By a strange quirk of fate, Lauren signed her first book contract during her first month of law school. She finished writing "Pink Carnation" during her 1L year, scribbled "Black Tulip" her 2L year, and struggled through "Emerald Ring" as a weary and jaded 3L. After three years of taking useful and practical classes like “Law in Ancient Athens” and “The Globalization of the Modern Legal Consciousness”, Lauren received her J.D. magna cum laude from Harvard Law School. For a year and a half, she practiced as a litigation associate at a large New York law firm. But having attained the lofty heights of second year associate, she decided that book deadlines and doc review didn't mix and departed the law for a new adventure in full time writerdom.

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Her latest book ~ 

The Mischief of the Mistletoe: A Pink Carnation Christmas

Arabella Dempsey’s dear friend Jane Austen warned her against teaching. But Miss Climpson’s Select Seminary for Young Ladies seems the perfect place for Arabella to claim her independence while keeping an eye on her younger sisters nearby. Just before Christmas, she accepts a position at the quiet girls’ school in Bath, expecting to face nothing more exciting than conducting the annual Christmas recital. She hardly imagines coming face to face with French aristocrats and international spies…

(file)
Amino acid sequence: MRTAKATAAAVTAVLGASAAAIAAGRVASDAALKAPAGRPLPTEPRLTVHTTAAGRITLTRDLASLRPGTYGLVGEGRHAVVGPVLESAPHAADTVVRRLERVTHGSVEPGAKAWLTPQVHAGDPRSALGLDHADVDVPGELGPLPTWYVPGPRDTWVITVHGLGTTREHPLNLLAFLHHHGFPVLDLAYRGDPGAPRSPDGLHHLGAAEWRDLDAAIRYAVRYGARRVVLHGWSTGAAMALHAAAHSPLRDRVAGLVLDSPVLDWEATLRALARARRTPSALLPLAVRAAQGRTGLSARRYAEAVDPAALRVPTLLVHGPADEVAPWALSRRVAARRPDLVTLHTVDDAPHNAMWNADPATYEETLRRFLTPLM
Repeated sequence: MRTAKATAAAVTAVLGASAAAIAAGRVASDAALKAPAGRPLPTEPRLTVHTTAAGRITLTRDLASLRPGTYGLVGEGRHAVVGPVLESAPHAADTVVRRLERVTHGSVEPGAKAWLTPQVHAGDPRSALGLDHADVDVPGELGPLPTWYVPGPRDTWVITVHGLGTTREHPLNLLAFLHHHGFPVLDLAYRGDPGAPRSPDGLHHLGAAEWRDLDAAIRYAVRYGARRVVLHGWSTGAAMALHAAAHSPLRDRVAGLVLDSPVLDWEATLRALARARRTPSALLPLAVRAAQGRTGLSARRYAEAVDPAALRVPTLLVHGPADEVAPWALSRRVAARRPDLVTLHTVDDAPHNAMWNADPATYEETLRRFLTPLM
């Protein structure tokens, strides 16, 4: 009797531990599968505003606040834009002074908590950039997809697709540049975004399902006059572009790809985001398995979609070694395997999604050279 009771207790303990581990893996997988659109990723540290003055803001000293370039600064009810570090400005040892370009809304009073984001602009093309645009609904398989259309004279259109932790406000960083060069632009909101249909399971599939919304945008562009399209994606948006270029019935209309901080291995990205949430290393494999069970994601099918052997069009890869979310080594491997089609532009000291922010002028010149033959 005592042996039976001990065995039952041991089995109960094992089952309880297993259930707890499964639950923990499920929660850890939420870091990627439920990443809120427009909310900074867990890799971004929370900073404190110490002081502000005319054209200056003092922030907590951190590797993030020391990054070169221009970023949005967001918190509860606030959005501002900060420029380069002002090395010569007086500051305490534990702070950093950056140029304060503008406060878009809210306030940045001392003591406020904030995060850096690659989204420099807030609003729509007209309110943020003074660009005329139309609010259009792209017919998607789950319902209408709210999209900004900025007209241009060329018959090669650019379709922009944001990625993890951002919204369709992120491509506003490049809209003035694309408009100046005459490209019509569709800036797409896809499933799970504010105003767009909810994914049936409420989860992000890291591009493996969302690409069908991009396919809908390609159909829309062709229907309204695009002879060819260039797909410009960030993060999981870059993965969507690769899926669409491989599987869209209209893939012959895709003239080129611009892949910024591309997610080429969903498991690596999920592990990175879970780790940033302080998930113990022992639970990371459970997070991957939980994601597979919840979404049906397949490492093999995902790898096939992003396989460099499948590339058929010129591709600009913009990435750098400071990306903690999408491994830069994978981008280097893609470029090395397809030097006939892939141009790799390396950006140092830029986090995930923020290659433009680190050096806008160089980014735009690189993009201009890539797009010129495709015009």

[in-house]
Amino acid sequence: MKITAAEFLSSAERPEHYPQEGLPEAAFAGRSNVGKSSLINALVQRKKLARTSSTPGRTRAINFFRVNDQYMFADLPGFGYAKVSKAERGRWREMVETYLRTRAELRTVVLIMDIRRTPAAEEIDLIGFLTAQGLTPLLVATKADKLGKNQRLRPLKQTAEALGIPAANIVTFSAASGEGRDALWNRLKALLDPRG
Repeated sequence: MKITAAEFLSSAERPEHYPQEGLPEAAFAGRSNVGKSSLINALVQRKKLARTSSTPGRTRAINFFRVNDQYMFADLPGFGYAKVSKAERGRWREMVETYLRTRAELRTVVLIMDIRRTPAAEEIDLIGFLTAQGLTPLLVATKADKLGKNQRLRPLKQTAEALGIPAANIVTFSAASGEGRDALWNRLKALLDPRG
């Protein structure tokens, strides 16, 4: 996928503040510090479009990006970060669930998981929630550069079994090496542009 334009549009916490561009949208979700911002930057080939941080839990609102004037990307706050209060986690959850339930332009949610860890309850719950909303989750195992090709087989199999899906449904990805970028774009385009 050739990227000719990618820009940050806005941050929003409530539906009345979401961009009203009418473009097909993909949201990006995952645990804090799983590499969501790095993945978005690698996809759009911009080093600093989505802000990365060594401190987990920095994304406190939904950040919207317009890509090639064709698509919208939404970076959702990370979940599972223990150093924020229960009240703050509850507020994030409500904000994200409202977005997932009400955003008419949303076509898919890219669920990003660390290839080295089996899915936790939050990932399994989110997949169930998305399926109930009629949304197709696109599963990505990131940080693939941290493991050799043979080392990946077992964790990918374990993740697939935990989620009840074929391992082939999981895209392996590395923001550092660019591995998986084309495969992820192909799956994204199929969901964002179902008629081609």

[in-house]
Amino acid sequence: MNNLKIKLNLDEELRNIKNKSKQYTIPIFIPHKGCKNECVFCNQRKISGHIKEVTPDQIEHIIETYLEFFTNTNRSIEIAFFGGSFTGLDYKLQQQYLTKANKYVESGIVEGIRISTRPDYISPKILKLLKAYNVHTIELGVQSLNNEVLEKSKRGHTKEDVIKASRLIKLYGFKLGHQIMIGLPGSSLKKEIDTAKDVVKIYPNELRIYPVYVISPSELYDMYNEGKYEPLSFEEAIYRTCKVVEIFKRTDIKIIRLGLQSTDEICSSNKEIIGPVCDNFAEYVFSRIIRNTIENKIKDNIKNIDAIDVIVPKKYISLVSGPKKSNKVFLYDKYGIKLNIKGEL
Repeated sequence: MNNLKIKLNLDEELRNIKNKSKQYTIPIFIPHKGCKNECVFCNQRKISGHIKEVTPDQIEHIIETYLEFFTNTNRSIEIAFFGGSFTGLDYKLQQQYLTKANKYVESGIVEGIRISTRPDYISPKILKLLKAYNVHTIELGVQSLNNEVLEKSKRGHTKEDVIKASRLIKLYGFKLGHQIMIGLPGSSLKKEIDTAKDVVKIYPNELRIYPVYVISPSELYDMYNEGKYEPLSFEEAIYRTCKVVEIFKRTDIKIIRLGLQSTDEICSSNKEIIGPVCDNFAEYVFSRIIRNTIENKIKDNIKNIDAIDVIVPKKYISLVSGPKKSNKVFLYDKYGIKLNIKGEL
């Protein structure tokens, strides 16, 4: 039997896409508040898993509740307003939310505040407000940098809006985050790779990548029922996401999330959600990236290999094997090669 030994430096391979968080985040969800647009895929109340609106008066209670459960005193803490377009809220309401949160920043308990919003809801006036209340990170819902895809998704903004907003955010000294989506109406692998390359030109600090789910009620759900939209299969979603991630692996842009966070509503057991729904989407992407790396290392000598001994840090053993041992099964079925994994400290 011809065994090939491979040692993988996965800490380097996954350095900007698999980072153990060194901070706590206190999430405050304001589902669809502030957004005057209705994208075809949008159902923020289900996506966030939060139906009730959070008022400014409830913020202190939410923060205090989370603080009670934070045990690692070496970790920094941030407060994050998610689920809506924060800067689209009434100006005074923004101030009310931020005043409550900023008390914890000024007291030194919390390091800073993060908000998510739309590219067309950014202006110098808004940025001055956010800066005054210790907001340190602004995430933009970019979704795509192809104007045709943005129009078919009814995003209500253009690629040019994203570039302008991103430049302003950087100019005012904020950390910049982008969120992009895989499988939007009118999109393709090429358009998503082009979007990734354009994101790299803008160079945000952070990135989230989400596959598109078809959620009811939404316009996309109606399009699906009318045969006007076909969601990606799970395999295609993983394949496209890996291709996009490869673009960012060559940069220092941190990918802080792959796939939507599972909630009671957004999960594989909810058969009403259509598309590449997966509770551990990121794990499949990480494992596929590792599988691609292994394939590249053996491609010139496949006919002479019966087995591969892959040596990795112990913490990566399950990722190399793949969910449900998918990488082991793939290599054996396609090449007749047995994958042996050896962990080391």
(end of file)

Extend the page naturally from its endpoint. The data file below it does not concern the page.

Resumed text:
Reginald “Turnip” Fitzhugh—often mistaken for the elusive spy known as the Pink Carnation—has blundered into danger before. But when he blunders into Miss Arabella Dempsey, it never occurs to him that she might be trouble.  When Turnip and Arabella stumble upon a beautifully wrapped Christmas pudding with a cryptic message written in French, “Meet me at Farley Castle”, the unlikely vehicle for intrigue launches the pair on a Yuletide adventure that ranges from the Austens’ modest drawing room to the awe-inspiring estate of the Dukes of Dovedale, where the Dowager Duchess is hosting the most anticipated event of the year: an elaborate 12-day Christmas celebration. Will they find poinsettias or peril, dancing or danger? And is it possible that the fate of the British Empire rests in Arabella and Turnip’s hands, in the form of a festive Christmas pudding?

Click HERE to enter my contest for The Mischief of the Mistletoe. Thanks to the publishers I'm giving away 2 copies of the books and 2 ornaments. The contents ends tonight, so hurry up and enter.

Other books by Lauren ~